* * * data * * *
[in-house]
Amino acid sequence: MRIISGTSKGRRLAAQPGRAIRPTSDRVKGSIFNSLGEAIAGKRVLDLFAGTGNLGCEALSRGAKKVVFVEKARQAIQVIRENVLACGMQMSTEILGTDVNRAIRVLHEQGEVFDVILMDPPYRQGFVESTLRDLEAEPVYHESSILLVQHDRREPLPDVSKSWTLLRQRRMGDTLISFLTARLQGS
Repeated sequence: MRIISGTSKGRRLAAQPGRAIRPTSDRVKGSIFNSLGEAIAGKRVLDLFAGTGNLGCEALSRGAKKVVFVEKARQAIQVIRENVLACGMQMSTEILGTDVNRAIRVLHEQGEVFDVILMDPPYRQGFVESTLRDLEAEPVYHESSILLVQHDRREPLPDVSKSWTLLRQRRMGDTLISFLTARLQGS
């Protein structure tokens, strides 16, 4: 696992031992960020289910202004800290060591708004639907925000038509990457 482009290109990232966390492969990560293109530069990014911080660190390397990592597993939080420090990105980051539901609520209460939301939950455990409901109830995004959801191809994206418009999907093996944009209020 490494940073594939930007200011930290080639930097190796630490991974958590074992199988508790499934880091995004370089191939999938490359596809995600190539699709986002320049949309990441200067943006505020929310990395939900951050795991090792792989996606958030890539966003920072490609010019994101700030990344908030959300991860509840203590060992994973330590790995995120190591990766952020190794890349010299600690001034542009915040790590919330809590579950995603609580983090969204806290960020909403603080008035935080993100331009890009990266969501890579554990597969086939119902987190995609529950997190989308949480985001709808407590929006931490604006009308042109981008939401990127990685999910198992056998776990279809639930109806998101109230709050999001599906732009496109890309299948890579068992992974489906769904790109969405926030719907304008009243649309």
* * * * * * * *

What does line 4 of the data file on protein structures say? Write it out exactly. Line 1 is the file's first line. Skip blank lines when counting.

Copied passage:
């Protein structure tokens, strides 16, 4: 696992031992960020289910202004800290060591708004639907925000038509990457 482009290109990232966390492969990560293109530069990014911080660190390397990592597993939080420090990105980051539901609520209460939301939950455990409901109830995004959801191809994206418009999907093996944009209020 490494940073594939930007200011930290080639930097190796630490991974958590074992199988508790499934880091995004370089191939999938490359596809995600190539699709986002320049949309990441200067943006505020929310990395939900951050795991090792792989996606958030890539966003920072490609010019994101700030990344908030959300991860509840203590060992994973330590790995995120190591990766952020190794890349010299600690001034542009915040790590919330809590579950995603609580983090969204806290960020909403603080008035935080993100331009890009990266969501890579554990597969086939119902987190995609529950997190989308949480985001709808407590929006931490604006009308042109981008939401990127990685999910198992056998776990279809639930109806998101109230709050999001599906732009496109890309299948890579068992992974489906769904790109969405926030719907304008009243649309």